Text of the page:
These are the positions of the Guillemots in 2008. So far in 2013 I've identified chicks at sites D, E, H, I, N and Q (and apart from chick H, all of these chicks received fish this morning). A, F and M have either not laid eggs this year or have lost them. B, C, G, O, P, R, and S are either still sitting on eggs or are doing a very good job of hiding their chicks.

More updates soon, it looks like there is rain on the way, so I'm not sure when I'll be able to film again.


Tuesday 18 June 2013

3 Guillemot chicks fed this morning.

Seabird breeding season is my favourite time on Lundy. The highlight for me is when the auks start to bring back fish for their young. Puffins and Razorbills with beaks crammed full of Sand-eels or Guillemots with just a single fish.

I've been watching the Guillemots provision their chicks since 2006. The first year I just used a telescope, but since then I've been filming the ledges as well.

This particular ledge is near St Philip's Stone on the west coast. Today, I know that there are at least 3 chicks, and I'm expecting more to hatch any day. It looks like there could be 13 chicks when they've all hatched.

Things seem to be slightly behind this year. On this day last year there were 11 chicks on this ledge and they received a total of 15 feeds from their parents in 2 hours. This is an exceptionally  high rate - usually a chick will receive one fish in 4 hours.

Monday 10 June 2013

Sightings 11th - 25th May 2013

During a couple of weeks of mixed weather I managed to identify 42 species, mostly all the usual suspects. At Jenny's Cove up to 30 Puffins were seen on the land at any one time. Some were collecting nest material, but none returning from the sea were bringing in food. Peregrines were also active in various locations with at least one nest with a chick. There was a lot of activity on top of the island from Meadow Pipits, Skylarks and Wheatears, but a number of people commented on the fact that not a single Stonechat had been seen. Swallows, House Martins and Swifts were flying over the top of the island daily, and good numbers of Spotted Flycatchers were active around Millcombe and the east side. Lesser Redpolls were also frequently spotted.
The highlight for me was seeing an Osprey flying north over the island on the 15th. Four were seen by various observers during my stay.

Lesser Redpoll






Tuesday 28 May 2013

A pair of Golden Plovers in Tillage field.

Walking back from the North end we spied a pair of Golden Plovers in Tillage field.
Also a male Black Redstart at Long Roost

Monday 20 May 2013

Seabird activity

19 May 2013

Grant Sherman's surveys of the seabird cliffs on the island include:

 "1245 Guillemots on my survey ledges this morning. A lot of birds sitting hunchbacked on the St Philip's Stone sites (presumably sitting on eggs). Not as many on the Jenny's Cove sites - however I did get a photo of this egg.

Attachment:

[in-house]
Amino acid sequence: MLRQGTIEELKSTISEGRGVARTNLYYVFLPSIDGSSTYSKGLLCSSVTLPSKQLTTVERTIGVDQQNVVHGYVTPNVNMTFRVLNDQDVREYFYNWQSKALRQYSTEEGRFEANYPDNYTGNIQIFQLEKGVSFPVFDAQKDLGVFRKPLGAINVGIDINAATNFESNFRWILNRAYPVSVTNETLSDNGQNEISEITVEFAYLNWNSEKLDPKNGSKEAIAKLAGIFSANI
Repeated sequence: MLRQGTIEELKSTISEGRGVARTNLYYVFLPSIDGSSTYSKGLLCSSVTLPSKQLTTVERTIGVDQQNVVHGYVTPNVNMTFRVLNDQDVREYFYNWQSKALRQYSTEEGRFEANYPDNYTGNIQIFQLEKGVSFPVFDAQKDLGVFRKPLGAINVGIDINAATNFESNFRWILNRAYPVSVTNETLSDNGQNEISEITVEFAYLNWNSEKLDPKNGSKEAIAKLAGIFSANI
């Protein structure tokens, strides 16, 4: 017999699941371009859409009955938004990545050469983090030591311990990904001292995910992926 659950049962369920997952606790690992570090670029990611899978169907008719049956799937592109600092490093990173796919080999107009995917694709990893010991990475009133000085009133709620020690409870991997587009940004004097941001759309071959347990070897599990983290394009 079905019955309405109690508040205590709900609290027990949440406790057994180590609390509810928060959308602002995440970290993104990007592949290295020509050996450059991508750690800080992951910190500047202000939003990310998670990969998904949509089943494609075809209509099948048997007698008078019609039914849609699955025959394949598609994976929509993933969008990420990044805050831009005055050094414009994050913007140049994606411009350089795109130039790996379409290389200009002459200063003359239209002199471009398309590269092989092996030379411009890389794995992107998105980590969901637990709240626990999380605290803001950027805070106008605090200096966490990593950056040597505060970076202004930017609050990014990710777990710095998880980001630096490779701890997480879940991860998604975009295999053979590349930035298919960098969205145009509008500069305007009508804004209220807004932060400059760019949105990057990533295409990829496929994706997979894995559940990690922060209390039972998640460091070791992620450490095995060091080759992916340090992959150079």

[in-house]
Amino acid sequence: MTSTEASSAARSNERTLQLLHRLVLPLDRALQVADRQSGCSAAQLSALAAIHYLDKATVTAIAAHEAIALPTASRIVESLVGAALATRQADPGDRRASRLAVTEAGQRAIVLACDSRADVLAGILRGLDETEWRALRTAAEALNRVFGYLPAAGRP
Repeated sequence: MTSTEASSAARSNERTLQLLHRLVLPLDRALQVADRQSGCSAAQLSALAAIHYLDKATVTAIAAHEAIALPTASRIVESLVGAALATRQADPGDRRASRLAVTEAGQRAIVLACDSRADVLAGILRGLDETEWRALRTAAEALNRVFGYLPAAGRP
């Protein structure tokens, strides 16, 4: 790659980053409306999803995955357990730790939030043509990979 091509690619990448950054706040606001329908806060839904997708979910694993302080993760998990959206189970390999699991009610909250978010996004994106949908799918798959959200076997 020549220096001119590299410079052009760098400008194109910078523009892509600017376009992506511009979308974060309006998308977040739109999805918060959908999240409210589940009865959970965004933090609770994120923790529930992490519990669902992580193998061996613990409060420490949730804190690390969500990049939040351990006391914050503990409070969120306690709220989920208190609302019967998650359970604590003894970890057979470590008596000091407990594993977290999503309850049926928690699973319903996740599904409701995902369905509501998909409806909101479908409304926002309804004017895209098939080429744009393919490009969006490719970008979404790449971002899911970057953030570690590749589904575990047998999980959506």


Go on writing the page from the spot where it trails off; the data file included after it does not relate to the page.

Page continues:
13 Puffins on the land and 5 on the water at St Philip's Stone.
35 Puffins on the land and at least 10 on the water at Jenny's Cove

around 4 or 5 hundred Razorbills but I didn't do a proper count. 

Some Kittiwakes were collecting grass and turf for nest material. "

Tuesday 14 May 2013

Devon Birds daytrip and other recent snippets

For news of the Devon Birdwatching & Preservation Society's "bracing" daytrip on 12th May – including the first Dotterels of the year – visit the Devon bird news website http://www.devonbirds.org/news/bird_news/devon_bird_news

In other recent news from the island, a Hoopoe was reported in the first week of May and the remains of a Golden Oriole, perhaps the same bird reported towards the end of April, were found on 8th.

Tuesday 7 May 2013

The end of an era...

Some regular readers of this blog may already be aware that James Leonard, denizen of the Radio Room and indefatigable contributor to the Tavern logbook, passed away on 28 April after suffering a stroke. For the past decade, James was a frequent visitor to Lundy, often to be encountered birdwatching around Millcombe and latterly – since the arrival of his mobility scooter – more widely about the island. His final voyage from Lundy back to his North Devon home was on 18 April; it is hard to believe that this larger-than-life character and his instantly-recognizable handwriting (pencil only!) are gone forever. The end of an era indeed.

Tim Davis & Tim Jones

James aboard MS Oldenburg in October 2011

Recent Sightings 27 April - 4 May 2013

Received from Chris Baillie -

April 27th -29th was mostly dominated by northerly winds, cool and cloudy. The large number of Willow Warblers ringed earlier in the week were soon gone, replaced by a slow but steady trickle to the end of our stay on May 4th.  Nights became clear, and few migrants stayed long. Chiffchaff, Whitethroat, Sedge, Reed and Grasshopper Warblers were noted in single figures. Hirundine passage was modest, one Redstart but no Flycatchers or Swifts were seen, whilst Siskin, Goldfinch, Linnet and Meadow Pipit flocks were small and few. Wheatears (with a small proportion of Greenland) kept up a steady flow, and some began to assert territories. Pied Wagtail, Blackbird, Robin, Starling, Wren and Linnet were all noted food-carrying. Singles of Dunlin and Turnstone were seen over the Landing Bay, Whimbrel were recorded most days, and one of two Great Northern Divers remained for several days. The highlight was a female Goshawk over the terraces on May 2nd.

Highest count for Puffins was 67 on May 2nd and probably represented more than 70. Later that day 150 Shags congregated around Common Dolphins off the West Side, but then did not follow them. Only a handful of other seabirds joined the gathering, although plenty were within sight.

Wednesday 24 April 2013

Golden Oriole and images of some of last week's highlights

News from the island, via the Lundy Conservation Team's Facebook page, is that a Golden Oriole was seen yesterday, Tuesday 23rd April.

Below are photos of some of last week's highlights from Paul & Helen Bolland and Rachel Shaftman & Jonny Taylor:

Arctic Tern from MS Oldenburg, April 2013. © Paul Bolland
Common Buzzard, 20 April 2013. © Paul Bolland
Osprey being mobbed, East Side, 20 April 2013. © Paul Bolland

Long-tailed Skua, Middle Park, 16 April 2013. © Rachel Shaftman/Jonny Taylor
Long-tailed Skua, Middle Park, 16 April 2013. © Rachel Shaftman/Jonny Taylor